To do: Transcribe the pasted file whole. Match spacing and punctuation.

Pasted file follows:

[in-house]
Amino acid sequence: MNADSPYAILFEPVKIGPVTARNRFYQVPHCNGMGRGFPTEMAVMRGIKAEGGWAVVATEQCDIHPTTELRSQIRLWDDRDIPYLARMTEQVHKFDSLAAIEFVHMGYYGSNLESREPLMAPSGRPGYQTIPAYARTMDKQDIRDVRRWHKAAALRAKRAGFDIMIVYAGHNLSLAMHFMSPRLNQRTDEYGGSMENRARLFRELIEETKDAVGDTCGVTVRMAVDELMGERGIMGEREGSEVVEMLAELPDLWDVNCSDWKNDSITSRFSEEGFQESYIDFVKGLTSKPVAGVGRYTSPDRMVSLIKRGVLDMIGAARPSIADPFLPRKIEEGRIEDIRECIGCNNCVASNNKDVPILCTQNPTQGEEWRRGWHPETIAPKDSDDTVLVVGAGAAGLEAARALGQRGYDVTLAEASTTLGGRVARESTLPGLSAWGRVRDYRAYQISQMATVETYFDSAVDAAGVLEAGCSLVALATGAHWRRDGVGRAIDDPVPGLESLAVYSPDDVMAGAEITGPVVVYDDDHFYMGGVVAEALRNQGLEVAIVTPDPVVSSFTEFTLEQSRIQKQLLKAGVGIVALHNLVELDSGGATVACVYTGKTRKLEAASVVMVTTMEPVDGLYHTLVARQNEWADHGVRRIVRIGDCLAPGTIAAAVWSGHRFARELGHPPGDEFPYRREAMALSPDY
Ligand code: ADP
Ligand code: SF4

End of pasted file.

[in-house]
Amino acid sequence: MNADSPYAILFEPVKIGPVTARNRFYQVPHCNGMGRGFPTEMAVMRGIKAEGGWAVVATEQCDIHPTTELRSQIRLWDDRDIPYLARMTEQVHKFDSLAAIEFVHMGYYGSNLESREPLMAPSGRPGYQTIPAYARTMDKQDIRDVRRWHKAAALRAKRAGFDIMIVYAGHNLSLAMHFMSPRLNQRTDEYGGSMENRARLFRELIEETKDAVGDTCGVTVRMAVDELMGERGIMGEREGSEVVEMLAELPDLWDVNCSDWKNDSITSRFSEEGFQESYIDFVKGLTSKPVAGVGRYTSPDRMVSLIKRGVLDMIGAARPSIADPFLPRKIEEGRIEDIRECIGCNNCVASNNKDVPILCTQNPTQGEEWRRGWHPETIAPKDSDDTVLVVGAGAAGLEAARALGQRGYDVTLAEASTTLGGRVARESTLPGLSAWGRVRDYRAYQISQMATVETYFDSAVDAAGVLEAGCSLVALATGAHWRRDGVGRAIDDPVPGLESLAVYSPDDVMAGAEITGPVVVYDDDHFYMGGVVAEALRNQGLEVAIVTPDPVVSSFTEFTLEQSRIQKQLLKAGVGIVALHNLVELDSGGATVACVYTGKTRKLEAASVVMVTTMEPVDGLYHTLVARQNEWADHGVRRIVRIGDCLAPGTIAAAVWSGHRFARELGHPPGDEFPYRREAMALSPDY
Ligand code: ADP
Ligand code: SF4